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COVID-19: Ghana's active case count surges by over 800% in 3 weeks

BY: Kweku Zurek
COVID-19: Ghana's active case count surges by over 800% in 3 weeks
COVID-19: Ghana's active case count surges by over 800% in 3 weeks

Ghana's COVID-19 active case count has risen to 396 from 47 three weeks ago, with eight regions now having active cases.

The surge in active cases comes three weeks after the active case count dropped to 47 with all cases recorded in the Greater Accra region.

Regional breakdown

Per the figures on the Ghana Health Service COVID-19 portal as of June 3, 2022, eight out of the 16 regions have active cases. Greater Accra has 344 cases, Volta region has three cases, the Eastern region has 29 cases, the Western region has 11 cases, Western North has five cases, the Ashanti and the Savannah regions have one case each and the Bono East region has two cases.

However, no new deaths have been recorded within the period with the death toll at 1,445.

Reasons

The Presidential Advisor on Health, Dr Anthony Nsiah Asare has attributed the recent surge to the onset of the rainy season.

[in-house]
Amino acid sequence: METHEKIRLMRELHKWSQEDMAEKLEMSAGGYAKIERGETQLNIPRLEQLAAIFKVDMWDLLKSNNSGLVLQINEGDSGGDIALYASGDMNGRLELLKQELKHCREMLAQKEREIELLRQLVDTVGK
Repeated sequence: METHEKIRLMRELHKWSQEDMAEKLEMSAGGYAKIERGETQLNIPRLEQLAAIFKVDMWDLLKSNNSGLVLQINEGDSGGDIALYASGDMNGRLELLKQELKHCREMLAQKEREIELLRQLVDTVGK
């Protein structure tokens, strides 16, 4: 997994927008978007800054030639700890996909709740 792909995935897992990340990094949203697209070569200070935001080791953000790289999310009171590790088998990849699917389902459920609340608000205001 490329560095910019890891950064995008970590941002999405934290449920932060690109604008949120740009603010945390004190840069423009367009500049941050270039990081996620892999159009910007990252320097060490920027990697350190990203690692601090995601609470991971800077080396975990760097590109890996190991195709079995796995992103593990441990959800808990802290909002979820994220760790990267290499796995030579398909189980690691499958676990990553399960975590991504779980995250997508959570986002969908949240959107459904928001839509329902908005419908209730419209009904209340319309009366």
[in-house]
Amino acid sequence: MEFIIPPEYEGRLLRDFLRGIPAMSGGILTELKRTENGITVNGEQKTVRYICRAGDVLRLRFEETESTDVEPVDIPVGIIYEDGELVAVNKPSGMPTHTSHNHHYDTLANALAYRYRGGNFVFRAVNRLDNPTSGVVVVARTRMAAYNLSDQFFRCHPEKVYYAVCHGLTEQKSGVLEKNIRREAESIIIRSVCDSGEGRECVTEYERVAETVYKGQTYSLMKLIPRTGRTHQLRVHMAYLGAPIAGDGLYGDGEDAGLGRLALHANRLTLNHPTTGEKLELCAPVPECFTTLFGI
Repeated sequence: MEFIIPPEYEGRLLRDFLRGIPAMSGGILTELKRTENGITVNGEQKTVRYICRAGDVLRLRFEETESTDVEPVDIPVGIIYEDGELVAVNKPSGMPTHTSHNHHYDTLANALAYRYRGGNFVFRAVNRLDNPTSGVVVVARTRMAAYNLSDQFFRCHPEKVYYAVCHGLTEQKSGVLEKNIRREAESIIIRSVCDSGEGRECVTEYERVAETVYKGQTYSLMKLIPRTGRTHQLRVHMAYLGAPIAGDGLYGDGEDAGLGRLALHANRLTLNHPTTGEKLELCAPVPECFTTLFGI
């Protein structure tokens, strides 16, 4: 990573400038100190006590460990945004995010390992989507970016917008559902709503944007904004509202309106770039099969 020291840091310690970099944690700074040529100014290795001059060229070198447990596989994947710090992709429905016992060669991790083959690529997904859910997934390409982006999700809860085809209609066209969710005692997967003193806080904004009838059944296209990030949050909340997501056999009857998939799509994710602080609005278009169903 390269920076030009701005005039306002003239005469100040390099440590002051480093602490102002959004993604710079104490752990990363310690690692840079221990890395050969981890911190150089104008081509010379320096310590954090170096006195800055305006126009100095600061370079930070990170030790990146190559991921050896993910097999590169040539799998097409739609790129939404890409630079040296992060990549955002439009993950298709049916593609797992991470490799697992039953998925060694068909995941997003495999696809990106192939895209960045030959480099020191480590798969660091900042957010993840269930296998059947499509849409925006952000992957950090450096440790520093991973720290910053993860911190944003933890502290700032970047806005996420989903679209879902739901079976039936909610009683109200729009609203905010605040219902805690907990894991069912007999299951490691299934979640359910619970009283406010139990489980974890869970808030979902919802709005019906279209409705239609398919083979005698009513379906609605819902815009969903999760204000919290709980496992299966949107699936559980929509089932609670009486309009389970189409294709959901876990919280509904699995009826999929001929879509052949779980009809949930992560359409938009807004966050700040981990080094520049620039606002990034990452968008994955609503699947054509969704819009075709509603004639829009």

“For the past one month or so, there were no active cases in 15 of the 16 regions except Greater Accra Region, but as you are aware, what is happening now is that in every year around July, from now when the rain starts up to July, we have a flu-like respiratory tract infections,” Dr Asare said in an interview on Asaase Radio.

“We have a testing site, the site where we take samples from and Noguchi tests them… so we picked a few increase in influenza infections, and some of them, because influenza and COVID are family, we also tested them for COVID-19 and we had positive cases identified among these COVID-19 cases,” he said.

“But the most important thing is that most of them are mild to moderate cases which are being treated at home,” he said.

The easing of COVID-19 preventive measures including the wearing of facemasks in public places was announced on March 27, 2022, by President Akufo-Addo.

However, Dr Asare wants Ghanaians to make the personal choice to wear facemasks in enclosed, crowded places.

“We are also entreating people to reintroduce the use of nose masks within areas where there are a lot of people who are going to meet, especially in corporate organisations when they are having meetings in air-conditioned rooms which are enclosed.

“We entreat them to wear their masks and in schools because we are having flu-like illness. We also entreat the teachers to allow the children or to ask the children to wear nose masks while they are in class or on the school compound,” Dr Asare said.